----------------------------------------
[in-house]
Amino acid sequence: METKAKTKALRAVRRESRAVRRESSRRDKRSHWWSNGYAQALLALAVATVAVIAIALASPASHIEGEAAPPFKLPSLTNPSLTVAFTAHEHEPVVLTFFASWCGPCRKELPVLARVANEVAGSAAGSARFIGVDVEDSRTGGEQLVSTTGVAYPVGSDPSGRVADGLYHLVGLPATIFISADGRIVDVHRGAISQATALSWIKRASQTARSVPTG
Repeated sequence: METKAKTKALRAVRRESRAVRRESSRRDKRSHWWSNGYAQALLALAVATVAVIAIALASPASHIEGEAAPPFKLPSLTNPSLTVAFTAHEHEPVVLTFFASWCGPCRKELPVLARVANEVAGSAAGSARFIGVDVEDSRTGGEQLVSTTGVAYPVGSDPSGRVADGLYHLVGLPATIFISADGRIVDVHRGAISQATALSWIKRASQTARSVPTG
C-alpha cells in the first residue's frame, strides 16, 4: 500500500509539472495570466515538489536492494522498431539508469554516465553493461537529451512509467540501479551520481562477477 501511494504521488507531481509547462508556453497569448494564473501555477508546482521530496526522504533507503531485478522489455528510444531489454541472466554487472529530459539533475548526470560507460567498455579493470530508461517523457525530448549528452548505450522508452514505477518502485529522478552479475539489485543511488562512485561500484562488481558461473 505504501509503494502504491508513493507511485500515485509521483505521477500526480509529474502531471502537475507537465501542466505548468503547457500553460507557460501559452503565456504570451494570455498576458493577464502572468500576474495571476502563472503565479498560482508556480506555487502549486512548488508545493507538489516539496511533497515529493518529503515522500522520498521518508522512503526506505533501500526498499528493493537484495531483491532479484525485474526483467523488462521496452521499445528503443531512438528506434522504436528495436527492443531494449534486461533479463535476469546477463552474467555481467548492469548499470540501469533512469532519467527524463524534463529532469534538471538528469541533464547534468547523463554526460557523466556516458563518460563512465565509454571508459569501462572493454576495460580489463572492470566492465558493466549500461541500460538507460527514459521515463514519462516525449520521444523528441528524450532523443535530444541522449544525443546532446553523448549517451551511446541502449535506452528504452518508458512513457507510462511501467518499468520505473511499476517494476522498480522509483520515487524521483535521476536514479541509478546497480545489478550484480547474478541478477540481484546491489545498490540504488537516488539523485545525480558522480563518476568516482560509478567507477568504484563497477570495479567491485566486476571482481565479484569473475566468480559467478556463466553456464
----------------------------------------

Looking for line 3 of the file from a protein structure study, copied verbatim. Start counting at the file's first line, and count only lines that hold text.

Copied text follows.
Repeated sequence: METKAKTKALRAVRRESRAVRRESSRRDKRSHWWSNGYAQALLALAVATVAVIAIALASPASHIEGEAAPPFKLPSLTNPSLTVAFTAHEHEPVVLTFFASWCGPCRKELPVLARVANEVAGSAAGSARFIGVDVEDSRTGGEQLVSTTGVAYPVGSDPSGRVADGLYHLVGLPATIFISADGRIVDVHRGAISQATALSWIKRASQTARSVPTG